Protist Lineage (protist + lineage)

Distribution by Scientific Domains


Selected Abstracts


Recent evolutionary diversification of a protist lineage

ENVIRONMENTAL MICROBIOLOGY, Issue 5 2008
Ramiro Logares
Summary Here, we have identified a protist (dinoflagellate) lineage that has diversified recently in evolutionary terms. The species members of this lineage inhabit cold-water marine and lacustrine habitats, which are distributed along a broad range of salinities (0,32) and geographic distances (0,18 000 km). Moreover, the species present different degrees of morphological and sometimes physiological variability. Altogether, we analysed 30 strains, generating 55 new DNA sequences. The nuclear ribosomal DNA (nrDNA) sequences (including rapidly evolving introns) were very similar or identical among all the analysed isolates. This very low nrDNA differentiation was contrasted by a relatively high cytochrome b (COB) mitochondrial DNA (mtDNA) polymorphism, even though the COB evolves very slowly in dinoflagellates. The 16 Maximum Likelihood and Bayesian phylogenies constructed using nr/mtDNA indicated that the studied cold-water dinoflagellates constitute a monophyletic group (supported also by the morphological analyses), which appears to be evolutionary related to marine-brackish and sometimes toxic Pfiesteria species. We conclude that the studied dinoflagellates belong to a lineage which has diversified recently and spread, sometimes over long distances, across low-temperature environments which differ markedly in ecology (marine versus lacustrine communities) and salinity. Probably, this evolutionary diversification was promoted by the variety of natural selection regimes encountered in the different environments. [source]


Phylogenetic and Primary Sequence Characterization of Cathepsin B Cysteine Proteases from the Oxymonad Flagellate Monocercomonoides

THE JOURNAL OF EUKARYOTIC MICROBIOLOGY, Issue 1 2008
JOEL B. DACKS
ABSTRACT. Cysteine proteases are crucial for general lysosomal function and for the pathogenic mechanisms of many protistan parasites. Cathepsin B cysteine proteases are currently defined by the presence of the "occluding loop" motif and have been best characterized from humans and their parasites. Though related to a variety of pathogenic excavate flagellates, oxymonads are themselves commensals. While studying this cell biologically aberrant protist lineage, we identified 11 different cathepsin B homologues. These were found to be expressed, at comparable levels to common house-keeping genes, such as elongation factor 1-,, ,-tubulin, ,-tubulin, and glyceraldehyde phosphate dehydrogenase. Primary structure examination of the cathepsin B homologues identified putative signal peptide sequences, and the pre-, pro-, and mature domains of the protein. However, the occluding loop motif was either partially or entirely absent. Comparative genomics, sequence alignment, and phylogenetics of cathepsin sequences from across the diversity of eukaryotes demonstrated that absence of the occluding loop is not a feature exclusive to oxymonads, but is relatively common, suggesting that the "occluding loop" should no longer be used as the defining feature of the cathepsin B subfamily. Overall, this report identifies an abundant protein family in oxymonads, and provides insight both into the evolution and classification of cathepsin B cysteine proteases. [source]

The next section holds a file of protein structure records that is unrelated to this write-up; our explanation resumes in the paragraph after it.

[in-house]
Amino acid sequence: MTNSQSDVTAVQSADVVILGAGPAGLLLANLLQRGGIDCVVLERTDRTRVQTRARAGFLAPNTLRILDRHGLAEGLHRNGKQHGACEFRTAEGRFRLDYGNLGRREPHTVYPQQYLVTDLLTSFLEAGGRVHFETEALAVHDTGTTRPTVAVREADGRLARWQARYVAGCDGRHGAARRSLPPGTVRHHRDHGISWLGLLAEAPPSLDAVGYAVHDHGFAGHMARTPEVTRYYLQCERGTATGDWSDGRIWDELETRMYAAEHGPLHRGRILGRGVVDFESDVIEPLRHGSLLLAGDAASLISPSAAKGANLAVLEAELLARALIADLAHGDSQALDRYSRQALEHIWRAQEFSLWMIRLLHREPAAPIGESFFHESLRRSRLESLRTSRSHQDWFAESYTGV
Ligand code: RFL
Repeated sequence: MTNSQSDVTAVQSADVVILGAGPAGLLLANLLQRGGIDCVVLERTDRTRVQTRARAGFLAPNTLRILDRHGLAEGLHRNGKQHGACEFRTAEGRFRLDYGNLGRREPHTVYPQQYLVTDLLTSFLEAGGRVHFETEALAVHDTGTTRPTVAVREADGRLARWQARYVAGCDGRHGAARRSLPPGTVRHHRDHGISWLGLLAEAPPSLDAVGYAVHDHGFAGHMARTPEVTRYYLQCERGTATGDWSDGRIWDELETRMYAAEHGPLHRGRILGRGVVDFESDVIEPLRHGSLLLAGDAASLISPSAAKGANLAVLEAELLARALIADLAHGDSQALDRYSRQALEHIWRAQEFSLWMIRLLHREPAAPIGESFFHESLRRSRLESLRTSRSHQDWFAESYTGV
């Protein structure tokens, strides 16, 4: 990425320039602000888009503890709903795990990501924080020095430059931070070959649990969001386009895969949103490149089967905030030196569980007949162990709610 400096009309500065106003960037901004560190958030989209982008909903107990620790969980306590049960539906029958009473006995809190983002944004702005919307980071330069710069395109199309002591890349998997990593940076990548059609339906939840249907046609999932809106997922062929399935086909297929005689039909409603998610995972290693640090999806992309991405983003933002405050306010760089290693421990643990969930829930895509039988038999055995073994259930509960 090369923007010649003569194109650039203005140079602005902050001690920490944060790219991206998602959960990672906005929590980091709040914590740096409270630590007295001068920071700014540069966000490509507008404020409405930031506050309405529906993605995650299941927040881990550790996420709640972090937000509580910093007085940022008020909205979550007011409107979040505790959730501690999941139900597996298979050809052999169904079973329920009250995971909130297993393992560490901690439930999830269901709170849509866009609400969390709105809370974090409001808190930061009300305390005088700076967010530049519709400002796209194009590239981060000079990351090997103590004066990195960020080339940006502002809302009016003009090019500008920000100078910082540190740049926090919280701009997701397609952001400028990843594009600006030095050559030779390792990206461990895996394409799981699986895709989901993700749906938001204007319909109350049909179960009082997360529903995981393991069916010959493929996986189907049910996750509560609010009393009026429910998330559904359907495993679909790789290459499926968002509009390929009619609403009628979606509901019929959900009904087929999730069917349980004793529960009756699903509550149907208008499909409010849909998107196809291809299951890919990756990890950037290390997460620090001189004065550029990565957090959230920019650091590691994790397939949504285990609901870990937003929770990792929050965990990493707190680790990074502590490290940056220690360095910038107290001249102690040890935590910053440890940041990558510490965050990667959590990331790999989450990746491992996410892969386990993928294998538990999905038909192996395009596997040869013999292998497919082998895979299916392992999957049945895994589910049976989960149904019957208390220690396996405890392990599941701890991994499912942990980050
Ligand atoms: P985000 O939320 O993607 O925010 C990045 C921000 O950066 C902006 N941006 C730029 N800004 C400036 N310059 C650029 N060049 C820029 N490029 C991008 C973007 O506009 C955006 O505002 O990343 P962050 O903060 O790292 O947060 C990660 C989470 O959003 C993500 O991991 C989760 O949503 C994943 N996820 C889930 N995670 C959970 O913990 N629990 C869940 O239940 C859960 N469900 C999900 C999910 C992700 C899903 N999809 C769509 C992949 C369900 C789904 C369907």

Dinoflagellate mitochondrial genomes: stretching the rules of molecular biology

BIOESSAYS, Issue 2 2009
Ross F. Waller
Abstract Mitochondrial genomes represent relict bacterial genomes derived from a progenitor ,-proteobacterium that gave rise to all mitochondria through an ancient endosymbiosis. Evolution has massively reduced these genomes, yet despite relative simplicity their organization and expression has developed considerable novelty throughout eukaryotic evolution. Few organisms have reengineered their mitochondrial genomes as thoroughly as the protist lineage of dinoflagellates. Recent work reveals dinoflagellate mitochondrial genomes as likely the most gene-impoverished of any free-living eukaryote, encoding only two to three proteins. The organization and expression of these genomes, however, is far from the simplicity their gene content would suggest. Gene duplication, fragmentation, and scrambling have resulted in an inflated and complex genome organization. Extensive RNA editing then recodes gene transcripts, and trans-splicing is required to assemble full-length transcripts for at least one fragmented gene. Even after these processes, messenger RNAs (mRNAs) lack canonical start codons and most transcripts have abandoned stop codons altogether. [source]


The New Higher Level Classification of Eukaryotes with Emphasis on the Taxonomy of Protists

THE JOURNAL OF EUKARYOTIC MICROBIOLOGY, Issue 5 2005
SINA M. ADL
Abstract. This revision of the classification of unicellular eukaryotes updates that of Levine et al. (1980) for the protozoa and expands it to include other protists. Whereas the previous revision was primarily to incorporate the results of ultrastructural studies, this revision incorporates results from both ultrastructural research since 1980 and molecular phylogenetic studies. We propose a scheme that is based on nameless ranked systematics. The vocabulary of the taxonomy is updated, particularly to clarify the naming of groups that have been repositioned. We recognize six clusters of eukaryotes that may represent the basic groupings similar to traditional "kingdoms." The multicellular lineages emerged from within monophyletic protist lineages: animals and fungi from Opisthokonta, plants from Archaeplastida, and brown algae from Stramenopiles. [source]